The term ‘Gypsies and Travellers’ encompasses a range of ethnic and cultural groups, many of which practice nomadism (where people do not have a single fixed accommodation but move from place to place) or have a nomadic heritage.

In the 2021 census, 71,440 people in England and Wales gave their ethnic group as Gypsy or Irish Traveller, representing 0.12% of the population, and 103,020 gave their ethnic group as Roma, representing 0.20% of the population.

This page brings together briefings on policy areas including inequalities and discrimination, accommodation, planning laws, the legality of encampments, education and statistics.

Commons Library research about Gypsies and Travellers

Who are Gypsies and Travellers?

A range of groups with different histories, cultures and beliefs are included in the term ‘Gypsies and Travellers’, including Romany Gypsies, Welsh Gypsies, Scottish Gypsy Travellers and Irish Travellers. The Traveller Movement, a charity that advocates for Gypsy and Traveller people, says that:

Gypsy Roma and Traveller people belong to minority ethnic groups that have contributed to British society for centuries. Their distinctive way of life and traditions manifest themselves in nomadism, the centrality of their extended family, unique languages and entrepreneurial economy. It is reported that there are around 300,000 Travellers in the UK and they are one of the most disadvantaged groups.

Many Gypsies and Travellers now live in settled accommodation and do not travel, or do not travel all of the time. Gypsies and Travellers who continue to live in caravans or mobile homes may still desire to travel, even if they are no longer able to, and may “have a strong aversion to conventional housing” (as noted in a report by the charity Friends, Families and Travellers).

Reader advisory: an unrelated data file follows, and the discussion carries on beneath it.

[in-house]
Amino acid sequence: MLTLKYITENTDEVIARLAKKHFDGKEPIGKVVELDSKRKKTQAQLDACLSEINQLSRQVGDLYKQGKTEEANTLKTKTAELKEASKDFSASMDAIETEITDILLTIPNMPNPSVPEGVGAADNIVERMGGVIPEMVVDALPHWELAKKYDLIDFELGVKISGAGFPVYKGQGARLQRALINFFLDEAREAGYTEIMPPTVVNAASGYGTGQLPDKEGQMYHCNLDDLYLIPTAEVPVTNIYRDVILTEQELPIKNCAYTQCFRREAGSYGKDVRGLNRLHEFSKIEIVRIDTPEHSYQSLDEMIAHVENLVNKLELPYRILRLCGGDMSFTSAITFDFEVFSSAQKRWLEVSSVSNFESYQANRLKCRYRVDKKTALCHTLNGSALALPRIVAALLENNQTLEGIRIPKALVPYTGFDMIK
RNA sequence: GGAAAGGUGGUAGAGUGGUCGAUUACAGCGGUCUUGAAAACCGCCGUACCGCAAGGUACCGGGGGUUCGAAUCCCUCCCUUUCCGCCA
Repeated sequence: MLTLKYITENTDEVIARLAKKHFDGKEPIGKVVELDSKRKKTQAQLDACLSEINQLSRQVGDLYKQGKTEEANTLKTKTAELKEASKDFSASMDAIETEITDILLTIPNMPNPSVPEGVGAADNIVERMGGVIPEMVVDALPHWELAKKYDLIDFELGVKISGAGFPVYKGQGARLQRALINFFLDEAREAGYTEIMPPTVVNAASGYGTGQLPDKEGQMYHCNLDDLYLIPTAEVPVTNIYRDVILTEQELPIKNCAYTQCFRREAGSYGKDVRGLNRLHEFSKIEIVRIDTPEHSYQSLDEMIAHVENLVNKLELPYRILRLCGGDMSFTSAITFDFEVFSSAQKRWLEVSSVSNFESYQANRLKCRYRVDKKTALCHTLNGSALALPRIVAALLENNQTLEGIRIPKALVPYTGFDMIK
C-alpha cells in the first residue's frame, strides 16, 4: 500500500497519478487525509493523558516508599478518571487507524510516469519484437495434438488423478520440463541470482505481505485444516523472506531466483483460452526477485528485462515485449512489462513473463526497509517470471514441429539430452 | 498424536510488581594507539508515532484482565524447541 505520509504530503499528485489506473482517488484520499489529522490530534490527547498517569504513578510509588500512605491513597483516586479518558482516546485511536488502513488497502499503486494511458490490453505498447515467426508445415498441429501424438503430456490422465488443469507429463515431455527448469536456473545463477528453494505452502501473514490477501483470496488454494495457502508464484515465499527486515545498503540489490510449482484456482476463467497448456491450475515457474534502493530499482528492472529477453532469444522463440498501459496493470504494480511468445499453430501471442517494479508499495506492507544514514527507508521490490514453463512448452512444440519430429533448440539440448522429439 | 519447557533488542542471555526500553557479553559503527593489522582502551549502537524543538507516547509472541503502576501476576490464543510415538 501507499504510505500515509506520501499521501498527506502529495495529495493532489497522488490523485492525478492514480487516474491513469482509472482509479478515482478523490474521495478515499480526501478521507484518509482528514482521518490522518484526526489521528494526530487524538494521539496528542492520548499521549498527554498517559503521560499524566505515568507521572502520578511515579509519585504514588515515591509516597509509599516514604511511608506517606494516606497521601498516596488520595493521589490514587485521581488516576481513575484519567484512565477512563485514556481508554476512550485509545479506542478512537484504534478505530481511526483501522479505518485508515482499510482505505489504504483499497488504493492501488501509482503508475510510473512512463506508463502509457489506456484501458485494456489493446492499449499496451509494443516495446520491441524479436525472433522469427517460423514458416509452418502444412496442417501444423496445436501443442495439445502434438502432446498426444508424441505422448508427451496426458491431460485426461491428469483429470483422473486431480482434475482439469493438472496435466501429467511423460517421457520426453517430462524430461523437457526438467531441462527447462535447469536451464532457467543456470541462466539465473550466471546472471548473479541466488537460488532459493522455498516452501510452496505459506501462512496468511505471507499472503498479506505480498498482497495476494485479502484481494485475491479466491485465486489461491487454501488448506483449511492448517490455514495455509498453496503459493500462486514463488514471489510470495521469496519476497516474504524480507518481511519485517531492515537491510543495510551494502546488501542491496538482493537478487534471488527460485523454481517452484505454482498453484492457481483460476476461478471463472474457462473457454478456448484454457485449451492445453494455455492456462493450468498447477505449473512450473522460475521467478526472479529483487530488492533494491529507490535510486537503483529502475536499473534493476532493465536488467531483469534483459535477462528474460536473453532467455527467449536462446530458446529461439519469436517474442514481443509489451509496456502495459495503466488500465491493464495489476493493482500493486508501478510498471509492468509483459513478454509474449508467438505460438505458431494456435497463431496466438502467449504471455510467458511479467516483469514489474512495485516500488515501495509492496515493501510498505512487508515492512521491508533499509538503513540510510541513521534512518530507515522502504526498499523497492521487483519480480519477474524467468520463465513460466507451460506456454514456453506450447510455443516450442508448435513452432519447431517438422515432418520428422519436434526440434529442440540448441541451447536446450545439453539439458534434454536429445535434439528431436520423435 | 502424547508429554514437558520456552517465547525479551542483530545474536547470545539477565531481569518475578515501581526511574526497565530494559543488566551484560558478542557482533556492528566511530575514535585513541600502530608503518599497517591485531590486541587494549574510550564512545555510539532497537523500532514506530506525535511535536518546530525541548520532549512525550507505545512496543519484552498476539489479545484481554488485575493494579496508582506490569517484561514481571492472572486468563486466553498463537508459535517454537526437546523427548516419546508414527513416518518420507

There are also Traveller groups which are generally regarded as ‘cultural’ rather than ‘ethnic’ Travellers. These include ‘New’ (Age) Travellers and occupational travellers, such as show people (who work in travelling fairgrounds and circuses) and waterway travellers.

The term ‘Roma’ is generally used, including in UK data collection, for people of Roma origin who have come to the UK from Central and Eastern Europe more recently. Although they often face similar challenges and tend to be grouped together with Gypsies and Travellers in continental Europe, Roma are regarded as a distinct group in the UK, including in the census (as noted in the 2019 House of Commons Women and Equalities Committee report Tackling inequalities faced by Gypsy, Roma and Traveller communities (PDF)).

Some Gypsy and Traveller groups are protected against race discrimination under the Equality Act 2010: Romany Gypsies, Irish Travellers, Scottish Travellers and Roma. The Public Sector Equality Duty also requires public bodies to consider equality between groups with and without protected characteristics in exercising their functions and decisions.

A note on terminology

The publications linked to from this page will mostly cover groups that identify as Gypsies and Travellers, but not those who define their ethnicity as Roma, unless stated otherwise. This follows how relevant government policies define the people they apply to. Many advocacy organisations also use the term Gypsies and Travellers.

A 2019 report by the House of Commons Women and Equalities Select Committee (PDF) highlights that “while some find the term “Gypsy” to be offensive, many […] were proud to associate themselves with this term”. The term “Gypsy” is also used in official statistics and by groups that work on behalf of Gypsies and Travellers, such as the Traveller Movement and the charity Friends, Families and Travellers.